I just uploaded the final 2 episodes of a podcast I made. You should go listen to them! Especially if you are a straight or cis person who wants to learn more about supporting LGBTQ+ people.

What was I thinking when I made this podcast??

Two years ago I made an emotional Facebook post announcing that I wanted to go by different pronouns. I was already “Out”, but I was ready to try using “she” instead of “they” pronouns. I also wanted to update my nouns, and to explain some pretty complex feelings. It went over well–I got a lot of support from my friends and family.

I also got a comment from one of my grade school teachers, who asked if I could share any ideas on how to make the classroom more safe and inviting for LGBT students. This was Julie Lloyd Henderson, one of my all-time favorite teachers, so I was more than happy to help. And I had a wild idea: What if we recorded all of our conversations, so more teachers and parents out there could learn from them?

So we did that. In the course of 6 episodes, we were also able to interview Sofia Scott about being in a Drag Punk band and teaching Rock ‘N Roll Camp for Girls. We sat down with Rose Nelson (a.k.a. matttherat) of the Wanting to Die Poetry Club, and even had a conversation with my Mom. We lost many hours of audio because I had forgotten to press record or check for space on SD cards–so, tragically, only the interview with Sofia survived production. It was a wild ride. Finally, I sat down one-on-one with my thesis advisor, Christie Toth, to talk about the project, and also how she plans to raise the baby she’s having. I’m writing this post to give credit to everyone who helped me on this journey, and to also touch on some subjects I never got to in the podcast.


Folks Who Talked With Me

  • Julie Lloyd Henderson
  • Jim Henderson
  • Sofia Scott
  • Rose Nelson
  • Laura Quayle Nelson
  • Christie Toth

(Many apologies to everyone who gave their time only to have the recordings get lost. Sad.)

Folks Who Helped in Other Ways

  • Trent Nelson - for letting me use his recorders, and doing the photos/design for the podcast logo.

I couldn’t have done this project alone.


This podcast is my Honors Thesis as a Writing and Rhetoric student at the University of Utah. So the whole point of it was to learn things… and that’s where it gets messy. They say that by teaching other people you can’t help but learn things yourself. With this podcast I was trying to teach everything I know about gender and the ways we can make the world better for folks who aren’t cis. It was a lot to cover and I wanted to be as clear as possible. I didn’t learn much new about gender or education or communication, to be honest. Only how hard it is to convey queer theory in approachable terms, and how emotionally draining it is to talk about personal experience as a queer person.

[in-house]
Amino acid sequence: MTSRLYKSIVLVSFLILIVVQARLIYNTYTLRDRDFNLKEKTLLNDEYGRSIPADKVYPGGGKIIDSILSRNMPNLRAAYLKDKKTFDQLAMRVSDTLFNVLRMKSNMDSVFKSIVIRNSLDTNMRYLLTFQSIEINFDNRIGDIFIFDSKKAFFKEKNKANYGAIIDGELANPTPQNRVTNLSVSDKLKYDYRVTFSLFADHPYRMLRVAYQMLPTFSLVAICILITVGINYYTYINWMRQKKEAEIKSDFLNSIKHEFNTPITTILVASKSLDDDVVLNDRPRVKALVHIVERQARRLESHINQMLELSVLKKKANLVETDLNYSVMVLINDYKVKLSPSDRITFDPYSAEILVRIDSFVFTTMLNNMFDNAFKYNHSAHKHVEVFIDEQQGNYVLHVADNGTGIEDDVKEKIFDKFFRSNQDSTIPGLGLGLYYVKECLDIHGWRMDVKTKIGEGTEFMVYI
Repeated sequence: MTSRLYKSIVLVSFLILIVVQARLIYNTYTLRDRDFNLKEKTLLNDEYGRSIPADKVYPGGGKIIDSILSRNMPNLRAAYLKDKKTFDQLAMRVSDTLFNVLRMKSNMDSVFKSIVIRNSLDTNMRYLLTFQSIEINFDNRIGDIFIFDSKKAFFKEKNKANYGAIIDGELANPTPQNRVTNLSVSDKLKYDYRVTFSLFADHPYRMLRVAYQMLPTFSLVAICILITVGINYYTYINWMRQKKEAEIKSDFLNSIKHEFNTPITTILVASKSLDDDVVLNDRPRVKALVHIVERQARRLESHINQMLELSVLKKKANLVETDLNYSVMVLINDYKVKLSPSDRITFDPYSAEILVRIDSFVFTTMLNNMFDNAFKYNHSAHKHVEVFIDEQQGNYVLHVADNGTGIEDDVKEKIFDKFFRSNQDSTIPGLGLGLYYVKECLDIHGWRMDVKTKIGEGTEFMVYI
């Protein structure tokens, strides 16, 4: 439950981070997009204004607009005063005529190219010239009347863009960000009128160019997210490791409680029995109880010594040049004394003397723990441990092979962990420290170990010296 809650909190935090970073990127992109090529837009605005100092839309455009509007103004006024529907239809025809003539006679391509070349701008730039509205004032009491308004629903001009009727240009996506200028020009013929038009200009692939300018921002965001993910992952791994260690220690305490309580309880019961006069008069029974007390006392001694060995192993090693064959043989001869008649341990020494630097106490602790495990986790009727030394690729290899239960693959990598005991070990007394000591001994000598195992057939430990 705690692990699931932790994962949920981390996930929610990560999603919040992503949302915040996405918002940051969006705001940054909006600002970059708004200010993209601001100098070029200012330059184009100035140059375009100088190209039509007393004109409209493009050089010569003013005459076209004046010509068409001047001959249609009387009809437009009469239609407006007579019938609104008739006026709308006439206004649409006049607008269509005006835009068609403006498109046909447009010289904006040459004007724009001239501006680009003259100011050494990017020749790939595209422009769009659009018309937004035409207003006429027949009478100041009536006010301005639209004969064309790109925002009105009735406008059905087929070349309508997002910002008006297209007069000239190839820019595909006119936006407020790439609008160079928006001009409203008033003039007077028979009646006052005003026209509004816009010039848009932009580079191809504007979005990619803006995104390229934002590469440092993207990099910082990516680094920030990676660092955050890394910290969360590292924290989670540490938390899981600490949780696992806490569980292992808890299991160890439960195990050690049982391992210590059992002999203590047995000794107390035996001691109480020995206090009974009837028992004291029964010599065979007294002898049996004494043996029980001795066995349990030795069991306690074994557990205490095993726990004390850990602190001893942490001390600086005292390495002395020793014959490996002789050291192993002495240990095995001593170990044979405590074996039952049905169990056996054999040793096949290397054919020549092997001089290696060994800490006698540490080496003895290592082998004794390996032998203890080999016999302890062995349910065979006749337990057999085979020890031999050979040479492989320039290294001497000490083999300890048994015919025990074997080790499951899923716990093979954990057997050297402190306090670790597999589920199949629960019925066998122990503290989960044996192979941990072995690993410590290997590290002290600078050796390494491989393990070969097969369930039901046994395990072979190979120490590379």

I learned a lot about making podcasts, though. Mainly: Planning, recording, and editing is not a one-person job. I should not have chosen this format for the project. But hey, it sort of worked out.

Topics I missed/Am still thinking about

Obligatory Positivity

Whenever I try to explain queer stuff to straight/cis people, I feel pressure not to be a downer. To show them that “it’s not that bad” or “The world is getting better”. I think the culture I was raised in is so focused on being nice, on making sure the people around you never feel the slightest bit uncomfortable, that this is the only way difficult subjects are usually tolerated. I had at least one deeply negative thought while making this show, which I never found the right time to voice:

I announced Two Transitions to a live audience at a local event called Transgiving (which is always amazing). The morning before that happened, though–I was terribly anxious that someone could bring a gun into a venue full of my queer friends and start shooting us. This was a realistic scenario to be afraid of.

I don’t think anyone should ever feel that way. The threat of violence against trans people is real and terrifying, especially trans women of color. So when I start to feel obligated to reassure a cis person that “Things are getting better” I try to remind myself: I don’t care how accepting mainstream society becomes on small things like pronouns and marriage equality. Until we can no longer compile a list of people who were murdered because of their gender identity, our society is unforgivable. Stop looking for forgiveness, and try solving problems instead.

Empowering Others By “Being Yourself”

I figured out pretty quickly that as much as I felt I was doing important work with the podcast… I really hate being an activist. It’s exhausting and not fun. If I can reform any part of the educational system to make a young trans person’s life better, I’ll be happy and proud. But it’s not my job. I will probably spend most of my life’s time and energy on creative pursuits that bring me joy. The work that I’ve done writing essays and fiction with queer characters and themes, I would choose any day. And every once in a while someone tells me “Hey, that thing you wrote was really cool. I felt seen. Please do more.” I still think it’s much more impactful to fix systems (like education) than to help individuals, but it sure is tempting to think I could do more good by doing what I love than by sacrificing time and energy for the greater good.


Ask me how I feel about this project in 5 years. Until then, I won’t have any clue. But hey, I did it, and you can listen to it.